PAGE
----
I need your help.
100000
77852
I co-founded the Prison Policy Initiative to put the problem of mass incarceration — and the perverse incentives that fuel it — on the national agenda. Over the last 16 years, our campaigns have protected our democracy from the prison system and protected the poorest families in this country from the predatory prison telephone industry. Our reports untangle the statistics and recruit new allies.

But now, more than ever, we need your help to put data & compassion into the conversation. Any gift you can make today will be matched by other donors and go twice as far.

Thank you.
—Peter Wagner, Executive DirectorDonate

by Peter Wagner, February 8, 2017

On Monday, arguments were heard in a federal court case challenging the Federal Communications Commission’s regulations of the prison and jail telephone industry. A decision is not expected for several months, but there are a few updates to share nevertheless.

Centurylink, Global Tel*Link, Pay Tel, Securus Technologies, and Telmate sued the FCC when it started regulating the industry. Shortly thereafter, the Prison Policy Initiative joined with the D.C. Prisoners’ Legal Services Project, Citizens United for Rehabilitation of Errants (CURE), The Campaign for Prison Phone Justice, and the Office of Communication, Inc. of the United Church of Christ as intervenors in support of the government respondents in the case, and we were all represented by the Institute for Public Representation at the Georgetown University Law Center. By joining the case, we could help the FCC defend its orders, and ensure that the unique interests of the families and other stakeholders were represented in the case. The recent presidential election made our 2013 decision to intervene especially important.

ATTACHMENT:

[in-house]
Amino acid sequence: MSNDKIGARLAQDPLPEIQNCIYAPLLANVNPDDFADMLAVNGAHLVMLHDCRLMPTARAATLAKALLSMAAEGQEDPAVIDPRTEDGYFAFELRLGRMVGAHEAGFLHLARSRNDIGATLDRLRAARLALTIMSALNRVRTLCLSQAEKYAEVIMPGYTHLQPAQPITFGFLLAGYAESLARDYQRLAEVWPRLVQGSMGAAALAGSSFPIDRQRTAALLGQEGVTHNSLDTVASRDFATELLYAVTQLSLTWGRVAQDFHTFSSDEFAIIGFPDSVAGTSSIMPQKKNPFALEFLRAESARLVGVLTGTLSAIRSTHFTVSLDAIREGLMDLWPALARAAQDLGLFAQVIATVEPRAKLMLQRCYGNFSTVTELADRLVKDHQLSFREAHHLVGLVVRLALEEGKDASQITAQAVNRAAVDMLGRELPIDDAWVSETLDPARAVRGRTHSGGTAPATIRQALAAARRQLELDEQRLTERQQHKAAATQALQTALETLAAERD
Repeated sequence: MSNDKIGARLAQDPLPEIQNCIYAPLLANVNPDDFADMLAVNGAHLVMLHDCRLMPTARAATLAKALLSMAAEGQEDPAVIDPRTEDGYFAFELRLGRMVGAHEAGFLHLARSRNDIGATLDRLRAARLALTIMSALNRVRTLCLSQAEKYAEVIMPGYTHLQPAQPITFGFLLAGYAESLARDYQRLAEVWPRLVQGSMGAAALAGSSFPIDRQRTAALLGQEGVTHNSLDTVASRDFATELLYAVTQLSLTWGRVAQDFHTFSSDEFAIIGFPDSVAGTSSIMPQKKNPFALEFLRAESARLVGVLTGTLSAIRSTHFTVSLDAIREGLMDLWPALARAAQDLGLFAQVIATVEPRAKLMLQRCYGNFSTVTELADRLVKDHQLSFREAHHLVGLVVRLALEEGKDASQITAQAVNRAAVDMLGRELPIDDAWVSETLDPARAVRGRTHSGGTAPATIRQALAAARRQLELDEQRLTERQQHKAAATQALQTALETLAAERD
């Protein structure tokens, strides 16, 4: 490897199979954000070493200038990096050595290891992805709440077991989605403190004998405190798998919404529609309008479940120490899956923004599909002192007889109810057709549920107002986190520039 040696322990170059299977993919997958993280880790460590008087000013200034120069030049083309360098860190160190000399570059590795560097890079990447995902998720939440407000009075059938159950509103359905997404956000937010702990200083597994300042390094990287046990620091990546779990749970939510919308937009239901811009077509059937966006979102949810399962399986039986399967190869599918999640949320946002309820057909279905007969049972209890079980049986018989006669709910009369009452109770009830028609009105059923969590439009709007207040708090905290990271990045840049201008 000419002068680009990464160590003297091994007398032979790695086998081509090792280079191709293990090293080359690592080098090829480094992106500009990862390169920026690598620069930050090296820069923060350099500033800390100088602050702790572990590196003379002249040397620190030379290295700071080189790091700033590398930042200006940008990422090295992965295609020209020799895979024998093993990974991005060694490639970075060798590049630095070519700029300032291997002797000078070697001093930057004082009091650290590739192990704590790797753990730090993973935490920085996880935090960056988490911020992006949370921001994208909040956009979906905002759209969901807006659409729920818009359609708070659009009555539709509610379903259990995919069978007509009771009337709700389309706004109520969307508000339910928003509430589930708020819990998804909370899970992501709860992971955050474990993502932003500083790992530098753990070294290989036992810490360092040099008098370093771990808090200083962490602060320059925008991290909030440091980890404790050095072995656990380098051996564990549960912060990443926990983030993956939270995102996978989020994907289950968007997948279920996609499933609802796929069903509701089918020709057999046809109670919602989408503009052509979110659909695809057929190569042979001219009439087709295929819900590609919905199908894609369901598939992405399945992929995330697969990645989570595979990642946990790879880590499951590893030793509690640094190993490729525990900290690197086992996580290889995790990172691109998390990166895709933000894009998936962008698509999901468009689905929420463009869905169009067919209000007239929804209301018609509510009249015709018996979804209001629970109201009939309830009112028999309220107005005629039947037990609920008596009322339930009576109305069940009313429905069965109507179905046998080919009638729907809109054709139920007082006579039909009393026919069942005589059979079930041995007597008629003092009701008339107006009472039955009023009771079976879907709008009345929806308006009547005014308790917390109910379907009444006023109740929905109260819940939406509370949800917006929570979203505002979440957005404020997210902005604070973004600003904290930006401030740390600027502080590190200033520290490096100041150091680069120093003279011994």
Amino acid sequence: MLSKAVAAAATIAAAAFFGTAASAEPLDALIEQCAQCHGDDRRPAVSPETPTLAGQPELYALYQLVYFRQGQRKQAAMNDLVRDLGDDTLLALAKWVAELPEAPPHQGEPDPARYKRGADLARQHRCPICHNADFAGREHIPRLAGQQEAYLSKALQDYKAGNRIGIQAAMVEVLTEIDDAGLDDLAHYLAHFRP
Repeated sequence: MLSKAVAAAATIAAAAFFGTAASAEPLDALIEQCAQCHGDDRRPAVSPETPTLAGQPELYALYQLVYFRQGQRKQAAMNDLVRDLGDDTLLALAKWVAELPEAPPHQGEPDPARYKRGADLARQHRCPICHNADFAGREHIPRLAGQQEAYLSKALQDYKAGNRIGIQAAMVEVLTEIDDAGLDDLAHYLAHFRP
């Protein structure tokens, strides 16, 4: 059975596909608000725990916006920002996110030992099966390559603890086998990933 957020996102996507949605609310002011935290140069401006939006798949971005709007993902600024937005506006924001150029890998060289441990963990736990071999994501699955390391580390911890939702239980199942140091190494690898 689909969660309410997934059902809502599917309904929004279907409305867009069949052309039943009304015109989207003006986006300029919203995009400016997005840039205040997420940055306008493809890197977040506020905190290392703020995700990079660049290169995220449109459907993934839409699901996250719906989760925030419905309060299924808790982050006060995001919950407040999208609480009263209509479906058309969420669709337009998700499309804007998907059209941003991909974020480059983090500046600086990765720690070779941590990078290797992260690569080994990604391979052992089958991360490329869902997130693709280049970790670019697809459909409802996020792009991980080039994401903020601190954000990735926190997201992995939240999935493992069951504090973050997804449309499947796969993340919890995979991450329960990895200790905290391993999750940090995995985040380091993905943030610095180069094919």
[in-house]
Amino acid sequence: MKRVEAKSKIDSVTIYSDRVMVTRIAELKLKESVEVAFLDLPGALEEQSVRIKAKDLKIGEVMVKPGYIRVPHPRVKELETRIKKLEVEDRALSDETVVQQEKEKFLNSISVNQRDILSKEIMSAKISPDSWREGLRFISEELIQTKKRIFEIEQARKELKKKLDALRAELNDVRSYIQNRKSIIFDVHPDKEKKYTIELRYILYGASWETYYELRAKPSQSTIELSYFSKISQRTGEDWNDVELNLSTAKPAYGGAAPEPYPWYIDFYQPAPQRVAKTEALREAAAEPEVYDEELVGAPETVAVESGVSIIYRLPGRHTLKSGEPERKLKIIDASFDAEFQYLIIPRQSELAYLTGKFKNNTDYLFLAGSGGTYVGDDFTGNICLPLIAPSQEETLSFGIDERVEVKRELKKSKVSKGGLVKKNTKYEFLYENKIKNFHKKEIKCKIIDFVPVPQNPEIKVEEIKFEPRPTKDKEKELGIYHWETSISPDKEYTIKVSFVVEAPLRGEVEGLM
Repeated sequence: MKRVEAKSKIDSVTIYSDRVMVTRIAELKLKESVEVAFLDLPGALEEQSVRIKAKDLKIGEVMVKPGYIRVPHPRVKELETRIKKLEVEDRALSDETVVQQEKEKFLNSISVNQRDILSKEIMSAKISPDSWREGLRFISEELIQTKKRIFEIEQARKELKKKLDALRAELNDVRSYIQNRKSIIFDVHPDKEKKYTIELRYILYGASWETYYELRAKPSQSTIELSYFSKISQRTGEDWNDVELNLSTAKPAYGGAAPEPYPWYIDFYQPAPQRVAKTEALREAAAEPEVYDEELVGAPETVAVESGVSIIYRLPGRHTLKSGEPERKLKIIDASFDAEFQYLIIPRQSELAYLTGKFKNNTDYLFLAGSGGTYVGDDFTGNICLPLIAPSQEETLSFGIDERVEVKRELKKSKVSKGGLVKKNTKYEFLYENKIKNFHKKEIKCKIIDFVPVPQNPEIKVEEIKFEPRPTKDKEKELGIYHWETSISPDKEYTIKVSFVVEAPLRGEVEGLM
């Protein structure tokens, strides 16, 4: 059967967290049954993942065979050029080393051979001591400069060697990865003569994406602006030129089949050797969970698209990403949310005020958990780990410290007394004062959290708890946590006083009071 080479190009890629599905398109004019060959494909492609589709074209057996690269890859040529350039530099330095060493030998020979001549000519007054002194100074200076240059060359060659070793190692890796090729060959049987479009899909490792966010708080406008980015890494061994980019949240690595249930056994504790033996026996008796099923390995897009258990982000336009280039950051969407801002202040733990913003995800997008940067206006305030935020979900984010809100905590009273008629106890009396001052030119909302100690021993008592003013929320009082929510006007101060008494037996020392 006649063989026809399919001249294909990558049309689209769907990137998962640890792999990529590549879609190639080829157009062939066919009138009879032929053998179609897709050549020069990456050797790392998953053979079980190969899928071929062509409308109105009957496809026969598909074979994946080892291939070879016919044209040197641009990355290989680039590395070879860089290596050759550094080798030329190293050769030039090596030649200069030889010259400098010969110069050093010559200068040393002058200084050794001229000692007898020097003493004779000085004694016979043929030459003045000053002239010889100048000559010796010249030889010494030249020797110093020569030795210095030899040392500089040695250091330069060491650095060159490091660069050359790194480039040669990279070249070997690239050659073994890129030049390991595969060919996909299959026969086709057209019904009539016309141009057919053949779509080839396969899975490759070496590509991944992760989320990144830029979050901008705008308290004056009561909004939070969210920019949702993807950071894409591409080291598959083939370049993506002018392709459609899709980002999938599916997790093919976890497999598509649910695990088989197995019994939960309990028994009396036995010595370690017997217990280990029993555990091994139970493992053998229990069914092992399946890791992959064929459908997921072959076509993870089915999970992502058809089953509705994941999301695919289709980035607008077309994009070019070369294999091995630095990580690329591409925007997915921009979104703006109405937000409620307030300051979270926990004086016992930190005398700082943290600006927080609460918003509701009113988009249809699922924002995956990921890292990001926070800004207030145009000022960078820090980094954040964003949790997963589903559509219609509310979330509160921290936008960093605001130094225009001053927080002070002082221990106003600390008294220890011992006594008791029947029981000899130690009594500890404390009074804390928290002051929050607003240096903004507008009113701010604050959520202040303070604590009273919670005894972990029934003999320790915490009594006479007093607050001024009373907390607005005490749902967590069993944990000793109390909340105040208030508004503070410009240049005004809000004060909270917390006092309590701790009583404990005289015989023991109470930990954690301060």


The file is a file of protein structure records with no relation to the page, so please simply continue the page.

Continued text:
The presidential election reshuffled the seats at the FCC. Ajit Pai, a commissioner since 2012 was made Chairman, and even though Pai had previously condemned the market failure caused by the corrupt commission system, he ultimately voted against the FCC’s regulations of the industry. And on January 31, the FCC told the Court that it was not going to defend two aspects of the regulations. Even as the FCC refused to support its own regulations, our attorney, Andrew Schwartzman, was able to defend the FCC’s work before the Court. We’re glad we intervened.

We don’t know what the Court is going to decide, and we don’t yet know how or whether Chairman Pai wants the FCC to address what he saw as “market failure” in the prison and jail telephone market.

All of this will become clearer over the next few months, but that leaves us with the immediate question of what families with loved ones behind bars can expect to pay. That too is complicated, in part because the Court stayed part of the FCC’s regulations.

Some states like Alabama have stricter regulations, and some prisons and jails have negotiated better deals for the families, but under the currently-enforceable federal rules:

  • For both prisons and jails, inter-state calls will continue to be capped at a maximum of $0.21-$0.25/minute for debit/prepaid or collect, respectively. (These are the rate caps that went into effect in February 2014. For now, in-state calls are not subject to rate caps.)

In addition, the abusive hidden fees for both inter-state and in-state calls, which our report Please Deposit All of Your Money: Kickbacks, Rates, and Hidden Fees in the Jail Phone Industry found can easily double the price of a call, are now capped at:

  • Payment by phone or website: $3 (previously up to $10)
  • Payment via live operator: $5.95 (previously up to $10)
  • Paper bills: $2 (previously up to $3.49)
  • Markups and hidden fees embedded within Western Union and MoneyGram payments: $0 (previously up to $6.95)
  • Markups and hidden profits on mandatory taxes and regulatory fees: $0 (We’ve seen these markups and hidden profits on “mandatory” taxes be 25% of the cost of the call)